By Don Chaddock, Inside CDCR editor
Office of Public and Employee Communications

Kellie Kuka, Return to Work Coordinator for CDCR’s Office of Employee Wellness (OEW), helped organize a recent statewide training conference along with co-organizer Rachel Young, also with OEW. This was the first major formal training for the coordinators since 2012. Inside CDCR caught up with Kuka to breakdown the importance of the conference as well as the Return to Work program and what future plans may include.

What is the significance of the Return to Work conference?

This conference brought together Return to Work Coordinators (RTWC) and others involved in the Return to Work process from CDCR locations statewide.  While the Office of Employee Wellness, Return to Work Services Section regularly provides training to new and seasoned RTWCs throughout the state, a formal training of this scale has not been held since 2012. RTWCs are challenged every day to think creatively in order to develop accommodation options unique to each employee’s need.  This conference provided in-depth information and training to equip our RTWCs to tackle those challenges and provide our employees with the best opportunity to continue working, despite medical restrictions which may have otherwise been career-ending.

Why is it important for the department or institutions and the employees?

CDCR’s goals for the Return to Work program are to keep employees productive in the work environment by eliminating barriers to employment for qualified individuals with disabilities, without waiving the essential functions of the positions; and to retain valued, experienced and qualified employees. When a CDCR employee is faced with a medical condition or disability, the RTWC steps in to make sure our employee understands all the options available to him/her.  The Return to Work process and options are not common knowledge among many employees, and RTWCs can be a lifeline to our employees who are unable to perform their jobs due to a medical condition. But this role as a Return to Work resource for CDCR’s employees is only half of a RTWC’s job; RTWCs are also responsible for protecting supervisors, managers, Hiring Authorities, and ultimately the Department, by providing Return to Work recommendations which ensure the employer’s obligations under Federal and State law are fulfilled and avoid potential costly litigation. Making sure our RTWCs are well-trained and equipped to compassionately assist employees and provide sound advice to management is crucial in accomplishing these goals.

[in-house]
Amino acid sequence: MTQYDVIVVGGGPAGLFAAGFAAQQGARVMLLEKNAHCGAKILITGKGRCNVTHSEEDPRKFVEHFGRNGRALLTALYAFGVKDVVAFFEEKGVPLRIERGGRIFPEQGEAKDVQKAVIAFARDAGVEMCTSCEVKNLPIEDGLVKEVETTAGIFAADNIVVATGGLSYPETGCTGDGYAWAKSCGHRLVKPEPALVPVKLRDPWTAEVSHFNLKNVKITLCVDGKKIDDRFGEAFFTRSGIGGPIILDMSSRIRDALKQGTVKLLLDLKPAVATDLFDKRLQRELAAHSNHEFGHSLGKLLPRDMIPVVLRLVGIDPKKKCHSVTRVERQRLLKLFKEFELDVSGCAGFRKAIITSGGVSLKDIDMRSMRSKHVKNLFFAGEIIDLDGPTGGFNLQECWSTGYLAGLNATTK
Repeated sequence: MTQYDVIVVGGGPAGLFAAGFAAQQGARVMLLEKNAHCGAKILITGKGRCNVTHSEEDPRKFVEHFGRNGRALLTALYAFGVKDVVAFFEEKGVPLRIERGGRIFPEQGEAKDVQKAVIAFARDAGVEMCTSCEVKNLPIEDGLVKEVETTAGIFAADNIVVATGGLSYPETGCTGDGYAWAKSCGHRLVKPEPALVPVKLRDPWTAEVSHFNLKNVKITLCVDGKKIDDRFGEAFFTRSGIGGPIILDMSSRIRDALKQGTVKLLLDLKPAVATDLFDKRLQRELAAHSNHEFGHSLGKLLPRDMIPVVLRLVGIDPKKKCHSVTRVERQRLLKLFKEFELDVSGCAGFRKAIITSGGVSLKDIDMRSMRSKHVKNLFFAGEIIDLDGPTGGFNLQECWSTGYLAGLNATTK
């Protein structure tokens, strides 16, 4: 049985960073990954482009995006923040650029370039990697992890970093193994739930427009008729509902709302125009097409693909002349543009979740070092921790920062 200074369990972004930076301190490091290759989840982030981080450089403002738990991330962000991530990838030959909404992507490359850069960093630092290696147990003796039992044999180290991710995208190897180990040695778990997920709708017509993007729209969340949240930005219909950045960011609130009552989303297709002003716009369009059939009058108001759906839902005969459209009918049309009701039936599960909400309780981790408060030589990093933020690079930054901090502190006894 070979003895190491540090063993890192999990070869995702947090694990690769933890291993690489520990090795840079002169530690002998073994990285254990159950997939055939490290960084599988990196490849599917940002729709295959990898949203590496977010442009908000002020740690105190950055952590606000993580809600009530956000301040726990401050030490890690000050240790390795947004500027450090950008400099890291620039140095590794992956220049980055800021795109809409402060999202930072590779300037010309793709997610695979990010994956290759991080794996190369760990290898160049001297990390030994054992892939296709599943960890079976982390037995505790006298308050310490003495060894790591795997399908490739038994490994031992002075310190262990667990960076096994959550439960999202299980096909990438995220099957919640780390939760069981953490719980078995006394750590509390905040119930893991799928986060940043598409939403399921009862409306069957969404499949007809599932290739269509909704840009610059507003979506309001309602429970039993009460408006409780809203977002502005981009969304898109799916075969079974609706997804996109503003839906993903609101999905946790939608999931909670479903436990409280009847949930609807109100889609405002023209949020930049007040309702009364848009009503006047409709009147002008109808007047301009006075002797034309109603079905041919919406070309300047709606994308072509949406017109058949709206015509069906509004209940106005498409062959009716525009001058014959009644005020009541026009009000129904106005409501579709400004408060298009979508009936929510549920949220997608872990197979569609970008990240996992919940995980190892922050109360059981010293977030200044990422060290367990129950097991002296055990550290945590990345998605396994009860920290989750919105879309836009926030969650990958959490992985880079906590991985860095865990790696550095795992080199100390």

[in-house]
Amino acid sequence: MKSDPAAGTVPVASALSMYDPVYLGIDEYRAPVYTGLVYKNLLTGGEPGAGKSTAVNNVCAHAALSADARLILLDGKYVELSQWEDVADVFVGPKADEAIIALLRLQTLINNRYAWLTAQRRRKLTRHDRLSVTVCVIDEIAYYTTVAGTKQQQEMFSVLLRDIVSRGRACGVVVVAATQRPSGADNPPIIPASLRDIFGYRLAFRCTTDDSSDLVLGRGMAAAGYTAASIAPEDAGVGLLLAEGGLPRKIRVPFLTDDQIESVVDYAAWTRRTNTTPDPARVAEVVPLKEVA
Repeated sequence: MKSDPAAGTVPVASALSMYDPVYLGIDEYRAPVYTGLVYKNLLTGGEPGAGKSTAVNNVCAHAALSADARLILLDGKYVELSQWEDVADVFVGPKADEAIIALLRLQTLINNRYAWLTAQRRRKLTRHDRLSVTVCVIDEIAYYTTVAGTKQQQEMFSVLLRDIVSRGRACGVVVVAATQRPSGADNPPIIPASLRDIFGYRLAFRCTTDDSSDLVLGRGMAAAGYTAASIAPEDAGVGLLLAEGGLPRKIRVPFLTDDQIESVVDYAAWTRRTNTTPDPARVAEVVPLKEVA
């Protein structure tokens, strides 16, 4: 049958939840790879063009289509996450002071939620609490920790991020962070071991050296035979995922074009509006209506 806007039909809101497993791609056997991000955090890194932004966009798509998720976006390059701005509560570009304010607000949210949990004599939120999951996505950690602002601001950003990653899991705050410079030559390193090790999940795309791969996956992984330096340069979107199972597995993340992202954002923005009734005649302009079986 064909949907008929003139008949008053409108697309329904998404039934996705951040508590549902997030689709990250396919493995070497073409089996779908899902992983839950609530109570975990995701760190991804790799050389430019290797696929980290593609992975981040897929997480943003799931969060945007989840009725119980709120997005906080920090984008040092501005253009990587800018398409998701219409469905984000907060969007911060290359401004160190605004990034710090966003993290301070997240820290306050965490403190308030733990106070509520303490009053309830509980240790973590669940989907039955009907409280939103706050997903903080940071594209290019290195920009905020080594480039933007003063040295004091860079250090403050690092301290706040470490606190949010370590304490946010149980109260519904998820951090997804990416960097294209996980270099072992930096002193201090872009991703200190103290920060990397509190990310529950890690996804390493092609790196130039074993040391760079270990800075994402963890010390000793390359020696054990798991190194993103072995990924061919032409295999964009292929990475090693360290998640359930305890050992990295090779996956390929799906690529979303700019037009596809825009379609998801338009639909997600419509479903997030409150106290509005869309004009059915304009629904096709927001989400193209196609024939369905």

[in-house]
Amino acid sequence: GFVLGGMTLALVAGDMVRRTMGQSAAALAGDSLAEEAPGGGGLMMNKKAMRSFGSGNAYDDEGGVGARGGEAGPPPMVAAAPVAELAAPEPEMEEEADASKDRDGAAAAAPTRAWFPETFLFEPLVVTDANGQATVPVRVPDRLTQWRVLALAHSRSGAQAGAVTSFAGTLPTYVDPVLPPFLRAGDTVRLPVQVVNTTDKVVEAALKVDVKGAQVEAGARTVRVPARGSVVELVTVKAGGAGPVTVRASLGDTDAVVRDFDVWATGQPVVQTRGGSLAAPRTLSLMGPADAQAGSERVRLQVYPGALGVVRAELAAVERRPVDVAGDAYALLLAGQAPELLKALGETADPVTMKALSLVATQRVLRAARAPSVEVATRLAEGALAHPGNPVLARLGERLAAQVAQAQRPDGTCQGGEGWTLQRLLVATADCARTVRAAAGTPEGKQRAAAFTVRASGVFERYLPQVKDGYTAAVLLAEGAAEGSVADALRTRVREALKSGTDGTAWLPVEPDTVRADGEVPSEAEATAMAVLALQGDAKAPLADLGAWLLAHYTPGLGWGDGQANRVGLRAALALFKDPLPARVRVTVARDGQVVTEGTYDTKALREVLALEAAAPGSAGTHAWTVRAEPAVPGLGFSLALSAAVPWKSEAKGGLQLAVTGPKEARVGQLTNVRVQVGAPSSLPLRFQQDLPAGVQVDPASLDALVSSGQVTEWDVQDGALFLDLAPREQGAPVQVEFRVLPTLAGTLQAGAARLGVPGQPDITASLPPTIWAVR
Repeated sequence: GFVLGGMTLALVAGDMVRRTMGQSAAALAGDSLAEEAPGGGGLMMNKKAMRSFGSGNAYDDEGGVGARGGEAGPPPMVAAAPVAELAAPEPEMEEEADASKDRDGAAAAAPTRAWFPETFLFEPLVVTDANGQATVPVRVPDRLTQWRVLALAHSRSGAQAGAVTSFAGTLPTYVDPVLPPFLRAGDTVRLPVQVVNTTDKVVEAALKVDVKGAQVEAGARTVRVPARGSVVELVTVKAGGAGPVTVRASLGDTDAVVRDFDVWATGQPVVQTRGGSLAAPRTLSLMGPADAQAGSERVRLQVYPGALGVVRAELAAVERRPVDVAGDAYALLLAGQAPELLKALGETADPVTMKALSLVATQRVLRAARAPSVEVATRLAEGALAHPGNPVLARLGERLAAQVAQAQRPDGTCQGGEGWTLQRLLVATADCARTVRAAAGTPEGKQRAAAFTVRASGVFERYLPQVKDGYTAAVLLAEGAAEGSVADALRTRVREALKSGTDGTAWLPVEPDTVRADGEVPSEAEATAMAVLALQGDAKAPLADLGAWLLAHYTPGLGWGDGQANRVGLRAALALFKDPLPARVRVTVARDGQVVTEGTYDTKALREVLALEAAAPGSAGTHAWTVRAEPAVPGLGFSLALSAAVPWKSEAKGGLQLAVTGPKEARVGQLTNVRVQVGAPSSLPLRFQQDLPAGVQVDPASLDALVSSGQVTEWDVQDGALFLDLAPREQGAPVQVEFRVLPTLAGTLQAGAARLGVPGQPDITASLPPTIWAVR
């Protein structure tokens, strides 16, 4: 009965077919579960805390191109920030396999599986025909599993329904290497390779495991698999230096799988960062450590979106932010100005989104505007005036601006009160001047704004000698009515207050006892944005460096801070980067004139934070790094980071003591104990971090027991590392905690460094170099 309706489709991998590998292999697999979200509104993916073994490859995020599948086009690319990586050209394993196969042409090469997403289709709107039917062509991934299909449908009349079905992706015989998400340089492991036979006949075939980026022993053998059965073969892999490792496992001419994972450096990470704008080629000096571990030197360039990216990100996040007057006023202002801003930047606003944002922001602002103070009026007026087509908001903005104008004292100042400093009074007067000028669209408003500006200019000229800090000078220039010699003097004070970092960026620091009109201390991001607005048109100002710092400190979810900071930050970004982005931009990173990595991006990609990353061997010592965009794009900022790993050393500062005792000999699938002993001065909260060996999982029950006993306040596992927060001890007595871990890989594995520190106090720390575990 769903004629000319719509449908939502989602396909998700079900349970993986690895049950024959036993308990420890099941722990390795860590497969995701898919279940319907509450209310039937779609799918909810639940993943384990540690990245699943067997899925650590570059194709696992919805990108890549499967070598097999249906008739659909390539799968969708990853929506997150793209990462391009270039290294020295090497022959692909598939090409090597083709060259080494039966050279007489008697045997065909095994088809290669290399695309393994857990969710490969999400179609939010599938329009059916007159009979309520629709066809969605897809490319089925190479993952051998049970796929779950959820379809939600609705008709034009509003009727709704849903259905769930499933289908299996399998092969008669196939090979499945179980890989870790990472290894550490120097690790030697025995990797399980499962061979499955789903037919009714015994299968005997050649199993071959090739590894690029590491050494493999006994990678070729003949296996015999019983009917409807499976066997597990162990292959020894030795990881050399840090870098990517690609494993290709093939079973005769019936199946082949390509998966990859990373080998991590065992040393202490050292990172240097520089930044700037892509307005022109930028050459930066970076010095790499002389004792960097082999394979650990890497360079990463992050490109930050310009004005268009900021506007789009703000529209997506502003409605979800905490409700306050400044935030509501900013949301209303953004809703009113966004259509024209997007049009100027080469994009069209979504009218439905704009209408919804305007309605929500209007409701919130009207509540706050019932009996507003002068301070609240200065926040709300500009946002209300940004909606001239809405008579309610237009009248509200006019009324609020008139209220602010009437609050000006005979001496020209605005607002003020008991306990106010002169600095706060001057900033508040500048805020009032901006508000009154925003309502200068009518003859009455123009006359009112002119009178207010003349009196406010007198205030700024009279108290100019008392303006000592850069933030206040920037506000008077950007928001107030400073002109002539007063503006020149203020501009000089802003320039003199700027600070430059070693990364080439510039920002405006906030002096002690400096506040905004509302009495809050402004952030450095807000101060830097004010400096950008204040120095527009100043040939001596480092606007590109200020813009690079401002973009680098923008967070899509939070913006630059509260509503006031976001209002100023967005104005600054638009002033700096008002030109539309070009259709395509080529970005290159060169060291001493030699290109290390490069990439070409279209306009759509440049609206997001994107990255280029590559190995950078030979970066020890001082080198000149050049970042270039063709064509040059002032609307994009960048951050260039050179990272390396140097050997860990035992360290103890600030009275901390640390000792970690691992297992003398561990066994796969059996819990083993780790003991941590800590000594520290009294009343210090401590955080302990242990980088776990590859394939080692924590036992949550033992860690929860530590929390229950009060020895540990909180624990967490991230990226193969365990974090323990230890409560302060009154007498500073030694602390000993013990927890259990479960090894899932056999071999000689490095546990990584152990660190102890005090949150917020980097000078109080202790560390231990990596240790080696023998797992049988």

What sorts of things do the coordinators learn?

The RTWC training was packed full of important information about the entire Return to Work process. Information was presented on a number of topics, such as the role of RTWCs, the Interactive Process and Reasonable Accommodation. While we have received consistently positive feedback on the entire training, one section of the training was by far the most popular with our RTWCs:  scenarios. RTWCs were provided with realistic Return to Work scenarios of varying complexity, and asked to map out a plan in small groups.  Each group then presented their plan, allowing for questions and discussion. This activity provided RTWCs with practical experience in applying the Department’s Return to Work policy. Another highlight of the training was an Interactive Process skit which was acted out by our Associate Director, Karen Moreno, and Return to Work Services Section Chiefs, Fran Conlin and Jan O’Neill, along with a few brave RTWCs who volunteered for the remaining roles. This skit presented examples of challenges RTWCs face when navigating the Interactive Process, and illustrated helpful responses, enabling the RTWC to continue the Interactive Process in good faith.